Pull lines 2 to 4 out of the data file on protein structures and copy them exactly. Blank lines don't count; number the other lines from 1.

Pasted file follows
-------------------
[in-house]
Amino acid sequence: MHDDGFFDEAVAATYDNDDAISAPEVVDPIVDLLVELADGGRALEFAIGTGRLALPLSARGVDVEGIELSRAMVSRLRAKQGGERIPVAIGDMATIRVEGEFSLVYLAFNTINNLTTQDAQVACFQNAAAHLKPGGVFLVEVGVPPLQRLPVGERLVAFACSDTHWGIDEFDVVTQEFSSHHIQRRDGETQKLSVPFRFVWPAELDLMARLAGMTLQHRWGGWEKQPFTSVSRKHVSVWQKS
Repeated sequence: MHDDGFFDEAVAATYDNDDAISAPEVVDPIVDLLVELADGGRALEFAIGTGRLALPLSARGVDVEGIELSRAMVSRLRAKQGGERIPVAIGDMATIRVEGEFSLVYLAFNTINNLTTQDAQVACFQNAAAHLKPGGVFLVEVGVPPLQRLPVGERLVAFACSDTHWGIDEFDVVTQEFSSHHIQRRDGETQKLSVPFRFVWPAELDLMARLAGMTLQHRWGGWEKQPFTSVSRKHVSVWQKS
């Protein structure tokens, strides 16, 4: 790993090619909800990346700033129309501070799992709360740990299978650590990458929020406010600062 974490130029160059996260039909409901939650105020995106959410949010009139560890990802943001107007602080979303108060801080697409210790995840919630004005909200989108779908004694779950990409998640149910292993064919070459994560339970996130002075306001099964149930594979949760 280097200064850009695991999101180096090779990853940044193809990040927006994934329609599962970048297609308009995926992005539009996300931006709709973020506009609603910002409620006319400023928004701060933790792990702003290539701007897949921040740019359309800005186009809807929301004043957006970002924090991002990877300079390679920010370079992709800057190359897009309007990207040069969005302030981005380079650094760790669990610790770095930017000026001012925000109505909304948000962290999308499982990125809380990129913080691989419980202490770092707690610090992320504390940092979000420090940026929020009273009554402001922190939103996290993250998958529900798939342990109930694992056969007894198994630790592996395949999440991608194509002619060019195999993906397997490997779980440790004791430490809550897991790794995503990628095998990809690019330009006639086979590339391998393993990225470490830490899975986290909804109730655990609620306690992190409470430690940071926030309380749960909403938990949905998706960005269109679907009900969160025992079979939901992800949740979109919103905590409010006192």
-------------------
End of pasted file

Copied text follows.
Amino acid sequence: MHDDGFFDEAVAATYDNDDAISAPEVVDPIVDLLVELADGGRALEFAIGTGRLALPLSARGVDVEGIELSRAMVSRLRAKQGGERIPVAIGDMATIRVEGEFSLVYLAFNTINNLTTQDAQVACFQNAAAHLKPGGVFLVEVGVPPLQRLPVGERLVAFACSDTHWGIDEFDVVTQEFSSHHIQRRDGETQKLSVPFRFVWPAELDLMARLAGMTLQHRWGGWEKQPFTSVSRKHVSVWQKS
Repeated sequence: MHDDGFFDEAVAATYDNDDAISAPEVVDPIVDLLVELADGGRALEFAIGTGRLALPLSARGVDVEGIELSRAMVSRLRAKQGGERIPVAIGDMATIRVEGEFSLVYLAFNTINNLTTQDAQVACFQNAAAHLKPGGVFLVEVGVPPLQRLPVGERLVAFACSDTHWGIDEFDVVTQEFSSHHIQRRDGETQKLSVPFRFVWPAELDLMARLAGMTLQHRWGGWEKQPFTSVSRKHVSVWQKS
């Protein structure tokens, strides 16, 4: 790993090619909800990346700033129309501070799992709360740990299978650590990458929020406010600062 974490130029160059996260039909409901939650105020995106959410949010009139560890990802943001107007602080979303108060801080697409210790995840919630004005909200989108779908004694779950990409998640149910292993064919070459994560339970996130002075306001099964149930594979949760 280097200064850009695991999101180096090779990853940044193809990040927006994934329609599962970048297609308009995926992005539009996300931006709709973020506009609603910002409620006319400023928004701060933790792990702003290539701007897949921040740019359309800005186009809807929301004043957006970002924090991002990877300079390679920010370079992709800057190359897009309007990207040069969005302030981005380079650094760790669990610790770095930017000026001012925000109505909304948000962290999308499982990125809380990129913080691989419980202490770092707690610090992320504390940092979000420090940026929020009273009554402001922190939103996290993250998958529900798939342990109930694992056969007894198994630790592996395949999440991608194509002619060019195999993906397997490997779980440790004791430490809550897991790794995503990628095998990809690019330009006639086979590339391998393993990225470490830490899975986290909804109730655990609620306690992190409470430690940071926030309380749960909403938990949905998706960005269109679907009900969160025992079979939901992800949740979109919103905590409010006192």